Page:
|3||"Clash of Titans"||250/248 mya||Tim Haines||5 November 2005|
The third episode is set in the Late Permian, on the supercontinent Pangaea, which was covered by a vast and inhospitable desert. In this arid climate, Early therapsids, which are described as more "mammal-like" than reptile, are shown fighting to survive alongside other animals. The programme starts with an old and sick Scutosaurus, a relative of turtles, being killed by a female Inostrancevia a type of gorgonopsid which later joins others of her kind at a small waterhole. Other inhabitants of the area include Diictodon, a small burrowing dicynodont. In the pool itself is a starving labyrinthodont that ambushes the female gorgonopsid in desperation and quickly retreats. A herd of Scutosaurus arrive and eventually drink the waterhole dry. The female gorgonopsid tries to dig out a pair of Diictodons but is unsuccessful. Upon returning to the waterhole, she unearths the Labyrinthodont wrapped in a "cocoon" which it utilized to survive drought. In a torpid state, it is helpless and quickly killed. The gorgonopsid is eventually killed by a sandstorm which is a foreshadowing of the oncoming Permian-Triassic extinction event.
Diictodon is seen evolving into the larger Lystrosaurus. The Lystrosaurus multiply into vast herds that must continually migrate in order to find fresh foliage. Also featured is the small insectivorous Euparkeria that is depicted as an ancestor of the dinosaurs. When the Lystrosaurus herd traverses a ravine, one is killed by a pack of venomous Therocephalians, though the herd doesn't show concern for the victim. Encountering a river, the herd enters the water and is attacked by numerous Chasmatosaurs. Many are killed, but the majority escape and continue their migration. The narrator explains that despite the dominance of Lystrosaurus, eventually the world will recover in full from the Permian-Triassic extinction event and other reptiles will overtake them. The mini-episode ends as a Euparkeria is confronted by a chasmatosaur: as the creature rapidly begins to evolve into an Allosaurus and it cuts to the Late Jurassic where it goes near two Stegosaurus, the narrator explains that mammals are destined to be confined to the shadows as a new group of animals becomes the dominant species on Earth. The age of mammal-like reptiles is over. This is the beginning of the Age of Dinosaurs.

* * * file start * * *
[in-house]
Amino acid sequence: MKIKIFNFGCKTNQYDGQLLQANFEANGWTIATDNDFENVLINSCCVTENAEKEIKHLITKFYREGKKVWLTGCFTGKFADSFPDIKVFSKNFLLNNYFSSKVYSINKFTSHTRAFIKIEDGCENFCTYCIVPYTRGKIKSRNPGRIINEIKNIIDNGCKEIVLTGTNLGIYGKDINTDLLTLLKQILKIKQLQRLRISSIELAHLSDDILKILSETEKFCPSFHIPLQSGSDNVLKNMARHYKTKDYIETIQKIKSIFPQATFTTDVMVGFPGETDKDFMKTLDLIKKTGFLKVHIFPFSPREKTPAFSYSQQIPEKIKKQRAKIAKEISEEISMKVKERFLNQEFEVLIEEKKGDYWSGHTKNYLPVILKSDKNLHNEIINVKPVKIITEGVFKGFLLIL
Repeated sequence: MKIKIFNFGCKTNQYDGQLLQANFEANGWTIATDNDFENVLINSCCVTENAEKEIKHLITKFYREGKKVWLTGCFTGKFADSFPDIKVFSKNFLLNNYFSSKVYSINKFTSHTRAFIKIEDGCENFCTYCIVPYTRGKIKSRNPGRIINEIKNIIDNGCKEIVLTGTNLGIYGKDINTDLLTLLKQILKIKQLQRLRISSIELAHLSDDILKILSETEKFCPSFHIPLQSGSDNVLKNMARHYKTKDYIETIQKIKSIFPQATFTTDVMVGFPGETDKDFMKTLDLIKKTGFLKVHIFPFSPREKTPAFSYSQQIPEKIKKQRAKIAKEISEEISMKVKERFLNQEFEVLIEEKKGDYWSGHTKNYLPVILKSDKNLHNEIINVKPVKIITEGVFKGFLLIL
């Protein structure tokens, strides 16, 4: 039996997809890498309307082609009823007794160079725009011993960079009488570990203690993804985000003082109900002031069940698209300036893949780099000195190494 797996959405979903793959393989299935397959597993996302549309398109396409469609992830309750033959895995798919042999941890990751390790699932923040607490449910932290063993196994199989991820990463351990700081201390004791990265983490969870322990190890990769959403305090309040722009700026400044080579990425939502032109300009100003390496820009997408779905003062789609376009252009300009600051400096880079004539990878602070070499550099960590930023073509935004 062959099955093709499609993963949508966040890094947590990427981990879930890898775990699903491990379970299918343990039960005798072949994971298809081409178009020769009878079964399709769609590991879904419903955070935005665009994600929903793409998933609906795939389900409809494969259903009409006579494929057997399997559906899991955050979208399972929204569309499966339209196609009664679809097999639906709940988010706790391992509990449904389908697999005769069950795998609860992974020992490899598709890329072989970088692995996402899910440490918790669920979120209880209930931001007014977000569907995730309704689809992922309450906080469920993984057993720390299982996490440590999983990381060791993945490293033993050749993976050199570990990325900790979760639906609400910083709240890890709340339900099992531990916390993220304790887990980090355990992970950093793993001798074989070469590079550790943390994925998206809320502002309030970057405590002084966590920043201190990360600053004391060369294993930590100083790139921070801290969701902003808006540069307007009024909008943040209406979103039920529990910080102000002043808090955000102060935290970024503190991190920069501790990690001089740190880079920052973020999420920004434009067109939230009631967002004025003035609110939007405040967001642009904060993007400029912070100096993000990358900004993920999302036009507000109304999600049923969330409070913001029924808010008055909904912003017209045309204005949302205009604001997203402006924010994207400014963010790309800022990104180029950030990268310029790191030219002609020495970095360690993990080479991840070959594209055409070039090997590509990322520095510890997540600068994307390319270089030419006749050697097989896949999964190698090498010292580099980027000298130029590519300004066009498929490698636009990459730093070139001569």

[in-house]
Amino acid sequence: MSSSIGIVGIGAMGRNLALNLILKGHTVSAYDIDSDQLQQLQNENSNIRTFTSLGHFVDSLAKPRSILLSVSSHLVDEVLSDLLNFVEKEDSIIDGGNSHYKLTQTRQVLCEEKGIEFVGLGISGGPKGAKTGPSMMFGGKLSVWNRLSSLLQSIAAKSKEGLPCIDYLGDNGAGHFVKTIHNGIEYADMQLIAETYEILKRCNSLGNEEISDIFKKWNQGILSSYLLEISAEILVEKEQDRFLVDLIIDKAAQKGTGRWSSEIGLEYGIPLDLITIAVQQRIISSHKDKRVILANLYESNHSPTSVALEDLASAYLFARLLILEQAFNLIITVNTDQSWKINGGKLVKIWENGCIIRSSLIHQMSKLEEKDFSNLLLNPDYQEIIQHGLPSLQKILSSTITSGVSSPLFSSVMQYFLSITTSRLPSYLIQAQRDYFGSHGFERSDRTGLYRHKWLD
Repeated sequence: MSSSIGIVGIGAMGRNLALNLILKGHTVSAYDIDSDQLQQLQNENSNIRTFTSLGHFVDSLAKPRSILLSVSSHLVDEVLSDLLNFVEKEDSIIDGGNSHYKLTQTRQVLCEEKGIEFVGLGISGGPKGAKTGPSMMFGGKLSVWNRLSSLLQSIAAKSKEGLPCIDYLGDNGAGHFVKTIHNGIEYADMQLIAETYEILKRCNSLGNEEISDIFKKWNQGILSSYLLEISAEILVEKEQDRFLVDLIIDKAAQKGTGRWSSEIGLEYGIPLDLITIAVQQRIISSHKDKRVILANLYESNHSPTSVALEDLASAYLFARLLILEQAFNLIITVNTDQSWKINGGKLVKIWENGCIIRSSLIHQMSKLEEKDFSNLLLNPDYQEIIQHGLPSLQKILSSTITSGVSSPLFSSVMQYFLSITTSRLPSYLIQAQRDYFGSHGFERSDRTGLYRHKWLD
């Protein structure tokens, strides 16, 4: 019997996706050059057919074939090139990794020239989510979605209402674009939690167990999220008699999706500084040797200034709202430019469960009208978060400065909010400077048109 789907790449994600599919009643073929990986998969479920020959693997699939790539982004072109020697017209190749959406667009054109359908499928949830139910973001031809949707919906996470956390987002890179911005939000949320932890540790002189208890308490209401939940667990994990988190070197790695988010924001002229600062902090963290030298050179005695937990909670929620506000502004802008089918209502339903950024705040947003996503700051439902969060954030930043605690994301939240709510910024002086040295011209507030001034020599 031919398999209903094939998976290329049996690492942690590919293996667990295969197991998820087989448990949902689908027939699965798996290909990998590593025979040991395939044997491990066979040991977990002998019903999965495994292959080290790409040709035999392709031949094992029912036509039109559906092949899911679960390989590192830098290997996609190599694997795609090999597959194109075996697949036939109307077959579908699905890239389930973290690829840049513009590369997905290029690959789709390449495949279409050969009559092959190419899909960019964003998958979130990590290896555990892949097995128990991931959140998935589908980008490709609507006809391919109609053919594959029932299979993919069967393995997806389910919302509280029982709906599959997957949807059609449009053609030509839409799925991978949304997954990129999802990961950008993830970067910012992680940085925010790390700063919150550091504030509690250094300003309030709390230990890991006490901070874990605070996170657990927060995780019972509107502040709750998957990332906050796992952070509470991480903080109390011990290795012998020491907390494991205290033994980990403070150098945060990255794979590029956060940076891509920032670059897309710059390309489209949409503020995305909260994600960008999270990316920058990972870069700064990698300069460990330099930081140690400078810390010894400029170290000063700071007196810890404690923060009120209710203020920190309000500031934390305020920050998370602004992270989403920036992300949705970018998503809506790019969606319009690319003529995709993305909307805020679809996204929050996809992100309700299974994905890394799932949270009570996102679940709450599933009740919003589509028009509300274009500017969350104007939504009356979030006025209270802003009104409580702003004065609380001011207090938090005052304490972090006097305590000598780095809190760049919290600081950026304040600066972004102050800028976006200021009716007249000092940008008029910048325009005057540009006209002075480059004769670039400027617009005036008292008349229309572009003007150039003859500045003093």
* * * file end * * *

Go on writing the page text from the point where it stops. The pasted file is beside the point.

Animals: Lystrosaurus · Euparkeria · Proterosuchus · Euchambersia (identified as Therocephalian) · prehistoric Dragonfly Late Trassic (220 MYA)/Late Jurasic (150 Mya) · Allosaurus · Stegosaurus · Diplodocus (footage from Walking with Dinosaurs) · Anurognathus (footage from Walking with Dinosaurs) · Brachiosaurus (footage from Walking with Dinosaurs) · Apatosaurus (misidentified as Brontosaurus mentioned in the US only/footage from The Ballad of Big Al) · Epanterias (texture accidentally used for the Allosaurus when it was evolving)· Thrinaxodon (US only/footage from Walking with Dinosaurs)
- Southern, Nathan (17 January 2006). "Walking with Monsters: Before the Dinosaurs (2005)". The New York Times. Retrieved 26 March 2012.
- BBC - Science & Nature - Walking with Monsters gallery
- "Before the Dinosaurs - Walking with Monsters at the Internet Movie Database